Geek Feminism Wiki

Objectification (specifically, sexual objectification) "occurs when a person is seen as a sexual object when their sexual attributes and physical attractiveness are separated from the rest of their personality and existence as an individual, and reduced to instruments of pleasure for another person."

The Sexy Lie test[]

Caroline Heldman[1] gives seven criteria to examine an image against. In case there is one or more "yes" answer, then that image features sexual objectification.

  1. Does the image show only part(s) of a sexualized person's body?
  2. Does the image present a sexualized person as a stand-in for an object?
  3. Does the image present a sexualized person as interchangeable [with other similarly sexualized persons or other objects represented as available]?
  4. Does the image affirm the idea of violating the bodily integrity of a sexualized person who can't consent? I.e. is that person acted upon as though they were a sexual object?
  5. Does the image suggest that sexual availability is the defining characteristic of the person?
  6. Does the image show a sexualized person as a commodity, something that can be bought and sold?
  7. Does the image use a sexualized person's body as a canvas?


In discussions of media and especially gaming, a common silencing tactic often used to counter accusations of sexually objectified female characters is to say the male characters are just as objectified. This argument misunderstands (deliberately or otherwise) the difference between a power fantasy and sexual fantasy and is a classic example of false equivalence.

A power fantasy is a character the audience is presumed to want to be. They are often sexy, but their main appeal isn't relegated to their sexuality. Male characters are often talented, respected, and otherwise powerful before their physical appeal is evaluated. They are shown in poses and environments exerting control over the world around them. They have total agency. Most male characters aren't made to be sexually attractive to a majority of players. Exaggerated musculature is intended to appeal to a male viewer's desire for power.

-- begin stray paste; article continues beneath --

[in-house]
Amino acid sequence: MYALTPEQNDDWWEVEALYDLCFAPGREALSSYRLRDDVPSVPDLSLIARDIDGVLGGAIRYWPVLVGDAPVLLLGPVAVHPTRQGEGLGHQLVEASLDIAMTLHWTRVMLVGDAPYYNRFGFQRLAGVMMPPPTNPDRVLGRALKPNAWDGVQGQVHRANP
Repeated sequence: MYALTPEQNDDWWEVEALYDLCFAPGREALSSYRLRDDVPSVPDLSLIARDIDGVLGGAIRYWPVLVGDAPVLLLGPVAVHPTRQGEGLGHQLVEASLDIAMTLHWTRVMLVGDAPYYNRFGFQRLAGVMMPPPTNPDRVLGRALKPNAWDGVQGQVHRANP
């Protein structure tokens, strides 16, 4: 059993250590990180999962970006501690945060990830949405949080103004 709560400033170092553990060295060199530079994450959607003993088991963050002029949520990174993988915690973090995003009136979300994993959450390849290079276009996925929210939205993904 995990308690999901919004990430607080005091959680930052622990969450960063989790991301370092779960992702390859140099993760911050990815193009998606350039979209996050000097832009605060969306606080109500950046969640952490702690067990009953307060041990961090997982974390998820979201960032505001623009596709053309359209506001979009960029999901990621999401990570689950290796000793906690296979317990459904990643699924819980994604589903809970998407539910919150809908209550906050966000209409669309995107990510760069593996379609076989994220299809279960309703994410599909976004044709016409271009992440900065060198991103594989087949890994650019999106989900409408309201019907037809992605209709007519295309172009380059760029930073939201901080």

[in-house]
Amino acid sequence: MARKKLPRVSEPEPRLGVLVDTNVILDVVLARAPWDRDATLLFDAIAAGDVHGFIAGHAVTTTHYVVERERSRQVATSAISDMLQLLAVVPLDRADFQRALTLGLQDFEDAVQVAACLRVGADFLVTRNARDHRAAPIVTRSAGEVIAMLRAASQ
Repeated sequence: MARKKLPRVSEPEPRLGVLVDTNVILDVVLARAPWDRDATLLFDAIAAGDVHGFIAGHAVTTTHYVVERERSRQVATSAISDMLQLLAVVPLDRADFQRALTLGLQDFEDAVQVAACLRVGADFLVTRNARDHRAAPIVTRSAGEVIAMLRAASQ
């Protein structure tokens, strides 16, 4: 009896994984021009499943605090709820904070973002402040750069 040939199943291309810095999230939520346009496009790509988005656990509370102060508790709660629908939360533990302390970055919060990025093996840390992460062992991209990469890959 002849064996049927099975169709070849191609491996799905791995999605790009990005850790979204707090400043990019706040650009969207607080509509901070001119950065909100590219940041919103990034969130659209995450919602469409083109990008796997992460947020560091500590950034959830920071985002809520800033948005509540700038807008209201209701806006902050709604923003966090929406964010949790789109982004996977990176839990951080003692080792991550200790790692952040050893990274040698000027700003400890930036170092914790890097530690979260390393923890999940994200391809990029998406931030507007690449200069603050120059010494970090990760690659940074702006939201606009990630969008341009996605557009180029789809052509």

A sexual fantasy involves a character the audience is presumed to view as sexual in nature before anything else. Such characters are almost exclusively female. Regardless of context, their sexual attributes are given foremost attention. They wear outfits ill-suited for their roles (the classic example being skimpy armor and heels in battle), move and pose to the male gaze. Female characters have exaggerated characteristics popular culture deems sexually ideal, such as tiny waist with disproportionately large breasts and butts. Their portrayal is intended to begin and end only with the male viewers. They usually have no sexual agency.

None of this is to say examples of female power fantasies or male sexual fantasies don't exist, but on a systemic level across the majority of media, it's vice versa.


See also[]


  1. see Further reading link to her talk The Sexy Lie

Further reading[]


  • Peggy Orenstein on the difference between sexuality and sexualization: In short: sexualization is performance; it’s all about being desirable to others. Sexuality is understanding and connecting to your own desire. (...) This distinction between sexuality and sexualization is not made often enough. If you’re against the sexualization of girls, it’s often concluded that you’re somehow anti-sex (...)